about the author
Public Information Officer in Sudan
Amor Almagro is from the Philippines. She joined WFP in March 2009.
Grace Martin Lado, 25, has returned to Southern Sudan 18 years after her family fled the fighting there. Her family faced an arduous trip back to their homeland and food rations from WFP are helping them to resettle.
“I still cannot believe I am back here in Juba,” says Grace Martin Lado, 25, as she sits under a tree breastfeeding her youngest child. She and her eldest daughter, Elizabeth, are waiting to receive their WFP food ration.
Grace and her husband Dennis together with their four young children moved back to Juba from the northern capital city of Khartoum in mid-November.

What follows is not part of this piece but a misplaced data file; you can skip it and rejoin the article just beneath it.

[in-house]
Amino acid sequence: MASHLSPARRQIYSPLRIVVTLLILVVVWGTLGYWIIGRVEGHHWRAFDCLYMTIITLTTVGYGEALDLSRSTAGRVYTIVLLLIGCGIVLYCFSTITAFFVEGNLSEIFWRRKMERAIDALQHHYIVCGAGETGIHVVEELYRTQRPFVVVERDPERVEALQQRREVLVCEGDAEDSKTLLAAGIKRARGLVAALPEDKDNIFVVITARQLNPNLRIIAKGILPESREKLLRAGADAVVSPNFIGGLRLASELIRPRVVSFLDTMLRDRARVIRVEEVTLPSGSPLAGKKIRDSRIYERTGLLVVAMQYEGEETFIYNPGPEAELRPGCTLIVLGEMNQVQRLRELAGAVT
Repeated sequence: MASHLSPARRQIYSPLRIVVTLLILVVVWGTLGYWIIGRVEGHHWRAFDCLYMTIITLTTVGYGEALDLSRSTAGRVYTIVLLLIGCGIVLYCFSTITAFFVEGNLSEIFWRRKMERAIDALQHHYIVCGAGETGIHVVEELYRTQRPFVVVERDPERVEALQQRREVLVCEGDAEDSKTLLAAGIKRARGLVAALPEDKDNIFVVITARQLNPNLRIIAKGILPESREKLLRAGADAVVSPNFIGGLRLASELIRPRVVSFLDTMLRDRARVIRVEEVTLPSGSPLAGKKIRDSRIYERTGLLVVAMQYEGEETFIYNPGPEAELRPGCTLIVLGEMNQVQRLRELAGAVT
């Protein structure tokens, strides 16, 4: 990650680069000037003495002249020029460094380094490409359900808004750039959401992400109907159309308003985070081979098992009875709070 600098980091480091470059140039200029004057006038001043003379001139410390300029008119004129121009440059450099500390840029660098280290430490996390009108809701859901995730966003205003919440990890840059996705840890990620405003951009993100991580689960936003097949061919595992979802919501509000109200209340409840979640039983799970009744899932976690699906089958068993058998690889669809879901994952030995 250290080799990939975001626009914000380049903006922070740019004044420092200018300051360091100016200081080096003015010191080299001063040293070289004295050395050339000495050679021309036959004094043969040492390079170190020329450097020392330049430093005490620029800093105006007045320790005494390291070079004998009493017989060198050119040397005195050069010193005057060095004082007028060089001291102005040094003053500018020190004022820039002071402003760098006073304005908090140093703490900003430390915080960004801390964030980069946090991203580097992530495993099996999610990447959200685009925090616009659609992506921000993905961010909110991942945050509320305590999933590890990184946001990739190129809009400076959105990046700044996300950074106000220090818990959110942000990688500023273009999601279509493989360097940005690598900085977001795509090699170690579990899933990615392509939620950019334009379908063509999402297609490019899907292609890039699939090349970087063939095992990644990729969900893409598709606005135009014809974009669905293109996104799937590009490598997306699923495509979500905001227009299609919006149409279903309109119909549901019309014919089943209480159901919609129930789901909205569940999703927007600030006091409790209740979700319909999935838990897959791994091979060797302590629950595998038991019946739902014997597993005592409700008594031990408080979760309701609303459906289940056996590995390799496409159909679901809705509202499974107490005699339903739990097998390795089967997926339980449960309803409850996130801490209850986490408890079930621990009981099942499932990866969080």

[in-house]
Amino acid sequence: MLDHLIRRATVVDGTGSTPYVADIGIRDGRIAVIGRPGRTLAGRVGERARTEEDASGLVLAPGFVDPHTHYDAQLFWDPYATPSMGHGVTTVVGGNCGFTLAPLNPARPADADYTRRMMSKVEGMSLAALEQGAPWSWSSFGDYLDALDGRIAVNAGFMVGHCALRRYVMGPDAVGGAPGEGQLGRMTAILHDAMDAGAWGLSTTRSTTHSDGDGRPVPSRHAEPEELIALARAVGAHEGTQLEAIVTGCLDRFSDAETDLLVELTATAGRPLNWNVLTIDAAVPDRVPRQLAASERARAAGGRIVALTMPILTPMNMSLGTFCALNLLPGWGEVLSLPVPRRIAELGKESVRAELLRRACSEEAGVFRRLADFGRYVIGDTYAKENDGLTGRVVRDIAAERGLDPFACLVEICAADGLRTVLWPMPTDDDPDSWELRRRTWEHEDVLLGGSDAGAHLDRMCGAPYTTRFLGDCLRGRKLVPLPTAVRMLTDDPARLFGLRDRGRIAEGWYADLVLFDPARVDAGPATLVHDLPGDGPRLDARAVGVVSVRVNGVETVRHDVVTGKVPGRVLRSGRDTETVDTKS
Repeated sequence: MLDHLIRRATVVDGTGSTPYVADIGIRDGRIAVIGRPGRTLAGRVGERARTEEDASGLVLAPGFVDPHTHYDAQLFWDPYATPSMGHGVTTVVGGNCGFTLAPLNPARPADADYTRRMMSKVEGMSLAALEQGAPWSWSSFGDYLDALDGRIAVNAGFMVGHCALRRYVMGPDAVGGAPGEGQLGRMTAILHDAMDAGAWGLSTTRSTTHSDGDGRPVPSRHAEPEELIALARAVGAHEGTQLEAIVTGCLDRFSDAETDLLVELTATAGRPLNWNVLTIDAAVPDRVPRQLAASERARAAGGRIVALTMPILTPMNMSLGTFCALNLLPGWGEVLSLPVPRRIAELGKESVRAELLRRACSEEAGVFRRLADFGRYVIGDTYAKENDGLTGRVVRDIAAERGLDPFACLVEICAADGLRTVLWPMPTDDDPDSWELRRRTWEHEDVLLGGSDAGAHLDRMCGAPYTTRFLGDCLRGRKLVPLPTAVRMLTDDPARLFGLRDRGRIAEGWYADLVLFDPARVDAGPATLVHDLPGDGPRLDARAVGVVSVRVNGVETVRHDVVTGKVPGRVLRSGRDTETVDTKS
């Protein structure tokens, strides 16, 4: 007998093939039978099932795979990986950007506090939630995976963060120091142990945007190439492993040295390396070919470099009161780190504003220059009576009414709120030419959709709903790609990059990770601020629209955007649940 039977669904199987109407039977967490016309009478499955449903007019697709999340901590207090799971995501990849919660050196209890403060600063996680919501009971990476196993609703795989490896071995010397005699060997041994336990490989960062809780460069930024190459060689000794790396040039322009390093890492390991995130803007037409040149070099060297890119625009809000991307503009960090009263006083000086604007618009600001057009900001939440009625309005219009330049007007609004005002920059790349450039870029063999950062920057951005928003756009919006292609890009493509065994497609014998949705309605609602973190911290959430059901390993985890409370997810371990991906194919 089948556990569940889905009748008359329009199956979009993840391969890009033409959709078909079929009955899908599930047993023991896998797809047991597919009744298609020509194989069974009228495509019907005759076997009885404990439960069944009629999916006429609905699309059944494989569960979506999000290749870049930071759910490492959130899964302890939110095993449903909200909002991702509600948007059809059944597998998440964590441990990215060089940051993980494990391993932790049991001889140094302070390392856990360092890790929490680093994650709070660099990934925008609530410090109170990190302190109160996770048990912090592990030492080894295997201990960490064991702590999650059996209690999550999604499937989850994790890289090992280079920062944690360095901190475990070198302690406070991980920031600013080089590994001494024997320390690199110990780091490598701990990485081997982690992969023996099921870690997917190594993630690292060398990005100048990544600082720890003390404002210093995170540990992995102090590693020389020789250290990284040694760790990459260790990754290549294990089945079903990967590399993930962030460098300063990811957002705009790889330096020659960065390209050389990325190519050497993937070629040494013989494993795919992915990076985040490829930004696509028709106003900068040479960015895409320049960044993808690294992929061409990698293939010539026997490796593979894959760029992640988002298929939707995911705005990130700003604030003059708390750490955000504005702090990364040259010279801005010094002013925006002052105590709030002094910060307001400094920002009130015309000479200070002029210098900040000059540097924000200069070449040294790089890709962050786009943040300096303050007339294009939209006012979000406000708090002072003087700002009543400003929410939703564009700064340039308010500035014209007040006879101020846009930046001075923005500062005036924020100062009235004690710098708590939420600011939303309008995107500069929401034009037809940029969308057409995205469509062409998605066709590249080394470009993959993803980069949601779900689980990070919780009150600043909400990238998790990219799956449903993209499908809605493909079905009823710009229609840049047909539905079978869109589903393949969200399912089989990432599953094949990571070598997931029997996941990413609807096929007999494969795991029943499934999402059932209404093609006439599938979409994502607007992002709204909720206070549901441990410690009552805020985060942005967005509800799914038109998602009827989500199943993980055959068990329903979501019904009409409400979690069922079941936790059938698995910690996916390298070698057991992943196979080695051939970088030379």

From Khartoum they had to travel by road to Kosti in White Nile State from where they boarded a barge that took them on an 18-day journey along the Nile River to reach Juba.
“I was only 7 years old when my family fled the fighting in Juba in 1992,” said Grace, one of the hundreds of thousands of southern Sudanese who have recently returned to the south to vote in the referendum that will take place on 9 January 2011.
So far, WFP has assisted some 54,000 returnees and is ready to assist up to half a million of them.